My mother comes out from the kitchen and says to the room at large, "Who wants glaze on the ham?" Everyone's hand shoots up except my Grandmother who at 95 is understandably hard of hearing and fussing with her annoying hearing aid.
"What are you talking about?" she says to me as I am siting closest to her.
"Glazed ham!" I shout. She shakes her head no, she did not catch that. Now the room begins a ridiculous, yet all too familiar game of trying to get the hard of hearing person to hear you. My sister tries a little louder. "Glazed Ham!" My aunt tries, adding a bizarre hand gesture that presumably represents the drizzling of glaze on a ham. My children, lined up on the couch politely visiting with the adults are watching all of this are trying not to laugh but when Aunt Nancy adds the confusing hand gesture it is too much for them and they bust out laughing as does Jeff who is sitting with them.
"GLAZED HAM!" I shout. Grandma fusses with her hearing aid.
"It's talking to me," she says and I'm not sure what she means. Please lord, don't tell me she's hearing voices in her head. "It talks to me all the time. Tells me the batteries are going. Asks me about the settings I want."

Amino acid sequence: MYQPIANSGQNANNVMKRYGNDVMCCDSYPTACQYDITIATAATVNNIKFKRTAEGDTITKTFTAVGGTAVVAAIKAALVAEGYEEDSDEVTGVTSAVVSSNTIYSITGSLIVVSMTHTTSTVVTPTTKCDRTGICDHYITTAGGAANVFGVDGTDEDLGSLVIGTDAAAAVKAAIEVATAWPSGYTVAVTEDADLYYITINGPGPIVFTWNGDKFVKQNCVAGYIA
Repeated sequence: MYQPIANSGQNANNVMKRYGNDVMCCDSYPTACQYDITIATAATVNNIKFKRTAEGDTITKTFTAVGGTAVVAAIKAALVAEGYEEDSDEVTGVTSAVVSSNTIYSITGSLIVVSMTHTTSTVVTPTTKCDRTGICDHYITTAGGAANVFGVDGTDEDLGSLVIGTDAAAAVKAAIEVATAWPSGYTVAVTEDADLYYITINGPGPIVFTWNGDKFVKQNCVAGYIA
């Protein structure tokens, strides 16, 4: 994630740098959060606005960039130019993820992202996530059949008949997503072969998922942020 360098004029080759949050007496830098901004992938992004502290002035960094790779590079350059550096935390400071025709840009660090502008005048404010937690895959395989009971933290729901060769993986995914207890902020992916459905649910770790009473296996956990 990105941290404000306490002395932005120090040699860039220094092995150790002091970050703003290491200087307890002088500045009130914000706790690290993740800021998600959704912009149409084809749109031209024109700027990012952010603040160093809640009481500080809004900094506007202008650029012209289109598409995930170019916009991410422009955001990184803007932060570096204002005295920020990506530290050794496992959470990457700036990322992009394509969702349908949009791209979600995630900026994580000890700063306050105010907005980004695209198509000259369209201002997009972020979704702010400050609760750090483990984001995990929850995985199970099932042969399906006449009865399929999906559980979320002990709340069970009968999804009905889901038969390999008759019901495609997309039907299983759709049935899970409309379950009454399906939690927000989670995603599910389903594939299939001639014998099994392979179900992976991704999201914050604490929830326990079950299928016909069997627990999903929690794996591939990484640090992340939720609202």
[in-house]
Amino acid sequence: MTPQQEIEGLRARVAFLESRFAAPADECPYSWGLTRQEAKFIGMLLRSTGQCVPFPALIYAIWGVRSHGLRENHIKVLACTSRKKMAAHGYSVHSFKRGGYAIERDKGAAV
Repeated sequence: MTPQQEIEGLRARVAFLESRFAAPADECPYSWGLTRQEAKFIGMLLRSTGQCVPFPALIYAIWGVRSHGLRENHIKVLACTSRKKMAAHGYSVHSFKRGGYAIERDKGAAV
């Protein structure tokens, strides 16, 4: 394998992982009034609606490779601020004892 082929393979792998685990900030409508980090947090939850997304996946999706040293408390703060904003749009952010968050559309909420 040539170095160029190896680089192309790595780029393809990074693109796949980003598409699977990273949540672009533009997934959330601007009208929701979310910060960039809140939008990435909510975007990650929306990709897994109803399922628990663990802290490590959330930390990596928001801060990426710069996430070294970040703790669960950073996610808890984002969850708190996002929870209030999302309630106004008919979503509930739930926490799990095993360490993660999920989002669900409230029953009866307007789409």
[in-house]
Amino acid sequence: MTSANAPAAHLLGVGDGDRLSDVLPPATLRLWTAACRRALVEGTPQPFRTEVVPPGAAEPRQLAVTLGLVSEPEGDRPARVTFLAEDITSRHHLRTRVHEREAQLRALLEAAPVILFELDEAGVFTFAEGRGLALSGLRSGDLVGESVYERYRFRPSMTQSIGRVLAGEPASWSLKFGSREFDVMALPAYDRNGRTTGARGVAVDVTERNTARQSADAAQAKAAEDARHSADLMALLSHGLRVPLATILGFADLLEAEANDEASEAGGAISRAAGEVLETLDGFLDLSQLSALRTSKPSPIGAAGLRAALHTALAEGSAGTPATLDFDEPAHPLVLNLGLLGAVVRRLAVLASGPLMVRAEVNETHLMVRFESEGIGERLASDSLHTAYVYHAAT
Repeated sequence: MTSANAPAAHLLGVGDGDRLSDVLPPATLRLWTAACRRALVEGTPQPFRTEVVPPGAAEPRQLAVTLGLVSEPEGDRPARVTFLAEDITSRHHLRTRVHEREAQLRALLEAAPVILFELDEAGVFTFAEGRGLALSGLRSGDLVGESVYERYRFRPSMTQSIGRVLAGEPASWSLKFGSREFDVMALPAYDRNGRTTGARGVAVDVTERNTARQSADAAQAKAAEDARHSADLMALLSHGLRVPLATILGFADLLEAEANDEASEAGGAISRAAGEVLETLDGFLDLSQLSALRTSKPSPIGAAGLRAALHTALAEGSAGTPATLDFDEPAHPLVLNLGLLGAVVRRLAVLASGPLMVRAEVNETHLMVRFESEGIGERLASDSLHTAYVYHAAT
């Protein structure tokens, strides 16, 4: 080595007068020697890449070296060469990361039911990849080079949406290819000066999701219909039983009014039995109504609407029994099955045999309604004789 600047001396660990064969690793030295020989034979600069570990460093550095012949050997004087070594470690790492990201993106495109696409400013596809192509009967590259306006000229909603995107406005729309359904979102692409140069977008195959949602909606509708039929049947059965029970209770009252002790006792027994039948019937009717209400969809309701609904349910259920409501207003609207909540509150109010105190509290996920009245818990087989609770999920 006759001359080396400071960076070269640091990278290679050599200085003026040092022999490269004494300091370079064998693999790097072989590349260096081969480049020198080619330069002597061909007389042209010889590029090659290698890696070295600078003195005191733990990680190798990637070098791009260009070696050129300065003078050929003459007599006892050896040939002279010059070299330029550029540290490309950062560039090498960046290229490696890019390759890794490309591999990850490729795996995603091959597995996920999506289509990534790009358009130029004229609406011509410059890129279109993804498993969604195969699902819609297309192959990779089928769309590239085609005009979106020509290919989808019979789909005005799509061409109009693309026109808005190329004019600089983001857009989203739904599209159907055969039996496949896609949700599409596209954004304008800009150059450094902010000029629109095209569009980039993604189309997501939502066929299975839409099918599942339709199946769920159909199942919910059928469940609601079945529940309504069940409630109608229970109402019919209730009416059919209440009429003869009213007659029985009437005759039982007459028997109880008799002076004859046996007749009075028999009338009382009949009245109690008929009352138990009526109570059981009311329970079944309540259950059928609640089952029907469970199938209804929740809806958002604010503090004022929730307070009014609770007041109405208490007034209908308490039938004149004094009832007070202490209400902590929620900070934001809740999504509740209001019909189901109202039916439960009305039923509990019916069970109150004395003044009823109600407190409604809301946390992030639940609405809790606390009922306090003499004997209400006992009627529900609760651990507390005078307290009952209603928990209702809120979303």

"That's cool," I say.
She shakes her head no. "No it's not. I just want it to let me hear. Where's the button for that?"
My sister comes in from the kitchen with a note that says, "Mom wants to know if you want glaze on your ham." My grandmother reads it and registers a face that says, "Good lord is THAT all you were talking about?" She shrugs and says, "Sure."
This scene is familiar to me. As a child I was frequently in the room with an elderly relative with poor hearing. My paternal grandmother wore hearing aids for years and my great grandmother was stone deaf but wore the hearing aids in a futile attempt to hear something going on around her. I know all the tricks--speak clearly and directly. Try a different pitch rather than just talk louder. But even all of this does not always work.
My sister comments on how much this sucks. Why are hearing aids just never quite right? Unlike glasses, which seem to immediately correct the problem, I have never known anyone who popped those aids in their ears, looked around and said, "I can hear!" No, there is always the fussing and screeching and fumbling with batteries.
I already have a small amount of hearing loss--normal I assume for my age--but with the family history it is pretty much inevitable that some day I too will be staring blankly as my grandchildren shout "Glazed ham!" at me.
This will not be remotely fun for me but I hope at least it will be funny to my grandchildren. I know it is to my kids. This morning at the breakfast table I got a huge laugh from them all by just shouting, "Glazed ham!" Lilly added to the hilarity by imitating her aunt's hand gesture, the now accepted international sign for dribbling sugary syrup on a piece of pork.
Happy spring to you all. I hope you had a wonderfully glazed ham yourselves yesterday and I hope no one had to shout too much for you to hear them.